Different ethnic groups of Great Basin tribes share certain common cultural elements that distinguish them from surrounding groups. All but the Washoe traditionally speak Numic languages, and tribal groups, who historically lived peacefully and often shared common territories, have intermingled considerably. Prior to the 20th century, Great Basin peoples were predominantly hunters and gatherers.

“Desert Archaic” or more simply “The Desert Culture” refers to the culture of the Great Basin tribes. This culture is characterized by the need for mobility to take advantage of seasonally available food supplies. The use of pottery was rare due to its weight, but intricate baskets were woven for containing water, cooking food, winnowing grass seeds and storage—including the storage of pine nuts, a Paiute-Shoshone staple. Heavy items such as metates would be cached rather than carried from foraging area to foraging area. Agriculture was not practiced within the Great Basin itself, although it was practiced in adjacent areas (modern agriculture in the Great Basin requires either large mountain reservoirs or deep artesian wells). Likewise, the Great Basin tribes had no permanent settlements, although winter villages might be revisited winter after winter by the same group of families. In the summer, the largest group was usually the nuclear family due to the low density of food supplies.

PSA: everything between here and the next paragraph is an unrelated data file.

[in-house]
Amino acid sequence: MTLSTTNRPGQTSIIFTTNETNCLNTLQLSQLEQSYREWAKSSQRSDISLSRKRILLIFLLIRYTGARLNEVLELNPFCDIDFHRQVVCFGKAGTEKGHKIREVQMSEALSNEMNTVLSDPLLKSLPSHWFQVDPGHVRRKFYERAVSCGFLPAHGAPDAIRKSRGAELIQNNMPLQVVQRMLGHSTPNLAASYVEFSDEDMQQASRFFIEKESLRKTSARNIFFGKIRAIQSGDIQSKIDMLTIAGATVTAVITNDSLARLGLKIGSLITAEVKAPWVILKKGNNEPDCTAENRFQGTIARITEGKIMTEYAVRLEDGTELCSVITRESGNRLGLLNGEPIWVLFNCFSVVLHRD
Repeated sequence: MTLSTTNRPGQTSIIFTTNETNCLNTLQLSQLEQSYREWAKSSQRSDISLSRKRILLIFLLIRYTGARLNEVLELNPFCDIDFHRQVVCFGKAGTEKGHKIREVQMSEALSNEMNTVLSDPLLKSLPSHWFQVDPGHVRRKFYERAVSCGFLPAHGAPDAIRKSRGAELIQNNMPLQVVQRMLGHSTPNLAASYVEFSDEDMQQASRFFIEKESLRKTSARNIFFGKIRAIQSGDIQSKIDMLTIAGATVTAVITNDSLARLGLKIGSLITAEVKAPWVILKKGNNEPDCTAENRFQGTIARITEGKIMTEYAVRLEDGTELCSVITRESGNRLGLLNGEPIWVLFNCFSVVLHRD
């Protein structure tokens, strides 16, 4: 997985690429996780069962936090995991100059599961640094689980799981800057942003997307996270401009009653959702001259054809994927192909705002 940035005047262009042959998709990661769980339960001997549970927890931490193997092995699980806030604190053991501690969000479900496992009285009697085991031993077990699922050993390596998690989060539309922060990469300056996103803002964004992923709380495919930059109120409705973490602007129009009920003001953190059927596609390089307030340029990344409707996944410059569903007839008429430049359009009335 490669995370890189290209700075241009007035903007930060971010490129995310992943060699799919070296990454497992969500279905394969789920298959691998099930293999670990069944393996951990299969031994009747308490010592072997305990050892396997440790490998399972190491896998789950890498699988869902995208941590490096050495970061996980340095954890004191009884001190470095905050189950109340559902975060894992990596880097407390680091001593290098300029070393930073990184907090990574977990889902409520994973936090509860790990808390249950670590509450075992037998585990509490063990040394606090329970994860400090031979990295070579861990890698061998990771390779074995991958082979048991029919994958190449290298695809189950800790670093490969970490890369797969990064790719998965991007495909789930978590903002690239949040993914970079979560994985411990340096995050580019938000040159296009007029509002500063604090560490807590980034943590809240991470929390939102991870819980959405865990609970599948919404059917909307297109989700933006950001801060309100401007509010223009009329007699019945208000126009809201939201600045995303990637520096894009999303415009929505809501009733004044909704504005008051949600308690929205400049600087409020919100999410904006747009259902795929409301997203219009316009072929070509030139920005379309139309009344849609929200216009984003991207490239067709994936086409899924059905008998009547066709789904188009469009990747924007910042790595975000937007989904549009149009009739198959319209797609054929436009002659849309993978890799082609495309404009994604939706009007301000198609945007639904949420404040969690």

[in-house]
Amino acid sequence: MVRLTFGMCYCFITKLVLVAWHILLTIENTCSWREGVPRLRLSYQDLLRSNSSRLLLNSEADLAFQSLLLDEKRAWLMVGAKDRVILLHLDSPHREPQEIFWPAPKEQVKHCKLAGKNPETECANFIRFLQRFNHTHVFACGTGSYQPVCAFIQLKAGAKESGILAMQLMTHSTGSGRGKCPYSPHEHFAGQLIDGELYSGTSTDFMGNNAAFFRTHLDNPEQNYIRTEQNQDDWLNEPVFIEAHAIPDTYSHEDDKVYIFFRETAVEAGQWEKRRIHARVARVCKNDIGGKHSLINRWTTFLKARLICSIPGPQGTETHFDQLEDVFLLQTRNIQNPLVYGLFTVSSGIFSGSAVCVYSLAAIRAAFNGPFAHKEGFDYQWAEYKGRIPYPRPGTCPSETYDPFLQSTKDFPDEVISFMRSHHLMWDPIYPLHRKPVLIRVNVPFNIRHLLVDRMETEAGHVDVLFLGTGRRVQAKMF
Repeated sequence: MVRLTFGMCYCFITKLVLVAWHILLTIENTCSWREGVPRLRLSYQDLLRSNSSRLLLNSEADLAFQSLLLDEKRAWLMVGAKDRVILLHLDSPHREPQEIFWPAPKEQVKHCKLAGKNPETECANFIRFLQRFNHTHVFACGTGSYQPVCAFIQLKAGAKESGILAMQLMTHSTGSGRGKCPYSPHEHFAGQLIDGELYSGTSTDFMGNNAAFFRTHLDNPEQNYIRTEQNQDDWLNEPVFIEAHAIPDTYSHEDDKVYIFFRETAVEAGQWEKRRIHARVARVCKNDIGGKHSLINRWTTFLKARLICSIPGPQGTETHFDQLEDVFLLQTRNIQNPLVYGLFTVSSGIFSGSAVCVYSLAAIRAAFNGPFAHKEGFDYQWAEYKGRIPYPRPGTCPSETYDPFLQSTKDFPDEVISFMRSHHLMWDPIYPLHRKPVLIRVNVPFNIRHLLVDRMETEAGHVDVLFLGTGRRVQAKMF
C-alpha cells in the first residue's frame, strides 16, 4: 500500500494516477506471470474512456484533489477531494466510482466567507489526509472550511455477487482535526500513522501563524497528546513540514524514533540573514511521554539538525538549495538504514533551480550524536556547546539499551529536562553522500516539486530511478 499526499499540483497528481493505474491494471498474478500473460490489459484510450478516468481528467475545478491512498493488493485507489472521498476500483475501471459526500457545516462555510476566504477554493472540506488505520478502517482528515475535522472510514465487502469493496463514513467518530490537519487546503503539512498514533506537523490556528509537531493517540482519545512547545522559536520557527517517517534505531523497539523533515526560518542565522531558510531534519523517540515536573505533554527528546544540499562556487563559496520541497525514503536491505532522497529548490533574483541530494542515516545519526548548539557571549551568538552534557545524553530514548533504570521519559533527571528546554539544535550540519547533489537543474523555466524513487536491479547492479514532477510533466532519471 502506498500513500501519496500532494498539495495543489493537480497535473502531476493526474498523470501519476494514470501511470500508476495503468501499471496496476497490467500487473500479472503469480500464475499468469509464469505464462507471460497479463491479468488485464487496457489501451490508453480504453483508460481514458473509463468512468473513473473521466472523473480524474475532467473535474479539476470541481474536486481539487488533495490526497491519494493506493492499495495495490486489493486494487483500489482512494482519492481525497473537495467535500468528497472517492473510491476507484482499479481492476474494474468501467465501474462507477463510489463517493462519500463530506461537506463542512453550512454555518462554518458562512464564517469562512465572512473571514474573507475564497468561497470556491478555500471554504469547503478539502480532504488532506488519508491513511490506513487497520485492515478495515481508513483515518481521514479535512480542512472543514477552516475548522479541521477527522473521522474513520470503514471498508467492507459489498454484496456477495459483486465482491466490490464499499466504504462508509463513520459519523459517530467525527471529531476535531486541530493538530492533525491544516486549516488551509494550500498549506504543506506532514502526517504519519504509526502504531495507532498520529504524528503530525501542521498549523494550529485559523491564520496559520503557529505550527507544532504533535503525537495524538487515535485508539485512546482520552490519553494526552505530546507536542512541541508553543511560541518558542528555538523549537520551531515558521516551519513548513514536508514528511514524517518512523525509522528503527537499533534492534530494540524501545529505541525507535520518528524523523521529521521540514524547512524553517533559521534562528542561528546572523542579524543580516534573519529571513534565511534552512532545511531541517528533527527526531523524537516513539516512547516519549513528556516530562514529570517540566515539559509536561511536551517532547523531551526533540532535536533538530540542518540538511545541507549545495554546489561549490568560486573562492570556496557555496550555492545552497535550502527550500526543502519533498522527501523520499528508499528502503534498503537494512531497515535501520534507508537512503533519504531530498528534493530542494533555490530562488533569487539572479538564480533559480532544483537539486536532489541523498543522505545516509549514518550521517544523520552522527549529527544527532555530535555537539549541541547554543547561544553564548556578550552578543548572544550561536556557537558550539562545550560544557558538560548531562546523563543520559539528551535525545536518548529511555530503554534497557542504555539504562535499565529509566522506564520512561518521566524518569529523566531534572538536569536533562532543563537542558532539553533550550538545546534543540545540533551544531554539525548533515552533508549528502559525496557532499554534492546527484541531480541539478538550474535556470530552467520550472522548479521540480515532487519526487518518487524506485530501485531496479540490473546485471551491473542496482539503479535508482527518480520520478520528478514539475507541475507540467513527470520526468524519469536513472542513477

In between the Great Basin and the Aztec empire lie the Pueblos, built by the various Pueblo peoples. Interestingly, most of them do not speak an Uto-Aztecan language; some of the Pueblo languages are quite isolated. The Navajo language, likewise, is related to languages spoken way up in Canada, rather than other local languages.

The history of this region of the country post-1492 follows the Spanish, not English colonists. The Spanish conquered the Aztecs, as is rather famously known, then moved north into the Pueblos of Arizona and New Mexico in the 1540s. The Pueblos were the biggest settlements in the southwestern US in those days–California was inhabited primarily by hunter-gatherers and didn’t attract much settlement until the Spaniards developed better routes across the Pacific ocean (the need for which partially drove the Opening of Japan in the late 1800s), the Great Basin of Utah and nearby states was too dry for many permanent settlements before irrigation and wells were dug, and without horses, the Great Plains were nearly uninhabited.  The first Spaniards who crossed them found them horrifyingly vast and empty.

On the other side of the Great Plains lay the Mississippian people, who, like the Puebloans, built towns and cities, as well as monuments like Serpent Mound in Ohio–but these folks were beyond the normal reach of the Spanish empire. To the far north were other peoples, like the totem-pole carving denizens of the lush Pacific northwest but this was Russian territory at most, and generally left to its own devices.

In those days, the peoples of the Great Basin were mostly nomadic hunter gatherers, occasionally trading with farmers and pastoralists from the south and moving with the seasons. Their only “draft animal” was the dog, which pulled sleds (travois) laden with their belongings over the ground; this is not a terribly effective way to move.

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Comancheria, prior to 1850

The Pueblos revolted against Spanish rule in 1680. The revolt was successful, and about 2,000 Spaniards and their slaves were driven from the territory and their domesticated animals–including horses–were variously slaughtered, captured, or lost to the wilds. The horses took easily to what had formerly been their native habitat, and by the mid-1700s, the Comanches had them.